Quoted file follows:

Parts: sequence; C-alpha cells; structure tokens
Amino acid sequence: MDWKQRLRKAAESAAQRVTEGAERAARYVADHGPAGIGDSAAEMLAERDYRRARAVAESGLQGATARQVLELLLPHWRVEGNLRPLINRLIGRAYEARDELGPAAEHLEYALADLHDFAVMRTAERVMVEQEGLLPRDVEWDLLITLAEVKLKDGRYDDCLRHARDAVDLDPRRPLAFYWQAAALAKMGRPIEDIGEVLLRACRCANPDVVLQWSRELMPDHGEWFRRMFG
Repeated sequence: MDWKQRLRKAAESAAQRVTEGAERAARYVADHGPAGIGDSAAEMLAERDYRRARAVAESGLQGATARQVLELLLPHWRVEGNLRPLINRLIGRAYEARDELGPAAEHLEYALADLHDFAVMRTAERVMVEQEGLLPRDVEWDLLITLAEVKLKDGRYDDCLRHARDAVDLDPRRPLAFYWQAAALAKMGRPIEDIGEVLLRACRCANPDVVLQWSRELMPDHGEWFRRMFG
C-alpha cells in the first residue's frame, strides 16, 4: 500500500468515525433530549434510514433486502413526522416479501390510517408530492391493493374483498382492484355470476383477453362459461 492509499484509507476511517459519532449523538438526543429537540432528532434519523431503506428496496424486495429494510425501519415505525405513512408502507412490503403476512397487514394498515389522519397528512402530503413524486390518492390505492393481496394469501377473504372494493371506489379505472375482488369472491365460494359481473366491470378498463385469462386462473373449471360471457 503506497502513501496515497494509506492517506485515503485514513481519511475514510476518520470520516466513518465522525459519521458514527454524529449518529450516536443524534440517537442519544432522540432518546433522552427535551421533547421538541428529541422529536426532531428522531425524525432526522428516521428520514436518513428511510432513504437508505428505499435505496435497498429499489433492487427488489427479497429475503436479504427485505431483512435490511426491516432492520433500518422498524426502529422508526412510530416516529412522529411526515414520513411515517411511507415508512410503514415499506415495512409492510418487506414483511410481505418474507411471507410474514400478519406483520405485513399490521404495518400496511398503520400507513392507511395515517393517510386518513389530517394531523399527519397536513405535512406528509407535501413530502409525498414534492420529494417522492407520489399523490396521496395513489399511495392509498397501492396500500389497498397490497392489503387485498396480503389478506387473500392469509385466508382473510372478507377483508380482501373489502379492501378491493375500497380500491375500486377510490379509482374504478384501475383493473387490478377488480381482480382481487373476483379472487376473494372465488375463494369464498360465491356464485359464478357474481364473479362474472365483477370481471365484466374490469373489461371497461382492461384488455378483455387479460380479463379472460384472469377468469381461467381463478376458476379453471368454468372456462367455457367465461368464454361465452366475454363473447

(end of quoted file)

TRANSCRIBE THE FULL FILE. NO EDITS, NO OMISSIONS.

Parts: sequence; C-alpha cells; structure tokens
Amino acid sequence: MDWKQRLRKAAESAAQRVTEGAERAARYVADHGPAGIGDSAAEMLAERDYRRARAVAESGLQGATARQVLELLLPHWRVEGNLRPLINRLIGRAYEARDELGPAAEHLEYALADLHDFAVMRTAERVMVEQEGLLPRDVEWDLLITLAEVKLKDGRYDDCLRHARDAVDLDPRRPLAFYWQAAALAKMGRPIEDIGEVLLRACRCANPDVVLQWSRELMPDHGEWFRRMFG
Repeated sequence: MDWKQRLRKAAESAAQRVTEGAERAARYVADHGPAGIGDSAAEMLAERDYRRARAVAESGLQGATARQVLELLLPHWRVEGNLRPLINRLIGRAYEARDELGPAAEHLEYALADLHDFAVMRTAERVMVEQEGLLPRDVEWDLLITLAEVKLKDGRYDDCLRHARDAVDLDPRRPLAFYWQAAALAKMGRPIEDIGEVLLRACRCANPDVVLQWSRELMPDHGEWFRRMFG
C-alpha cells in the first residue's frame, strides 16, 4: 500500500468515525433530549434510514433486502413526522416479501390510517408530492391493493374483498382492484355470476383477453362459461 492509499484509507476511517459519532449523538438526543429537540432528532434519523431503506428496496424486495429494510425501519415505525405513512408502507412490503403476512397487514394498515389522519397528512402530503413524486390518492390505492393481496394469501377473504372494493371506489379505472375482488369472491365460494359481473366491470378498463385469462386462473373449471360471457 503506497502513501496515497494509506492517506485515503485514513481519511475514510476518520470520516466513518465522525459519521458514527454524529449518529450516536443524534440517537442519544432522540432518546433522552427535551421533547421538541428529541422529536426532531428522531425524525432526522428516521428520514436518513428511510432513504437508505428505499435505496435497498429499489433492487427488489427479497429475503436479504427485505431483512435490511426491516432492520433500518422498524426502529422508526412510530416516529412522529411526515414520513411515517411511507415508512410503514415499506415495512409492510418487506414483511410481505418474507411471507410474514400478519406483520405485513399490521404495518400496511398503520400507513392507511395515517393517510386518513389530517394531523399527519397536513405535512406528509407535501413530502409525498414534492420529494417522492407520489399523490396521496395513489399511495392509498397501492396500500389497498397490497392489503387485498396480503389478506387473500392469509385466508382473510372478507377483508380482501373489502379492501378491493375500497380500491375500486377510490379509482374504478384501475383493473387490478377488480381482480382481487373476483379472487376473494372465488375463494369464498360465491356464485359464478357474481364473479362474472365483477370481471365484466374490469373489461371497461382492461384488455378483455387479460380479463379472460384472469377468469381461467381463478376458476379453471368454468372456462367455457367465461368464454361465452366475454363473447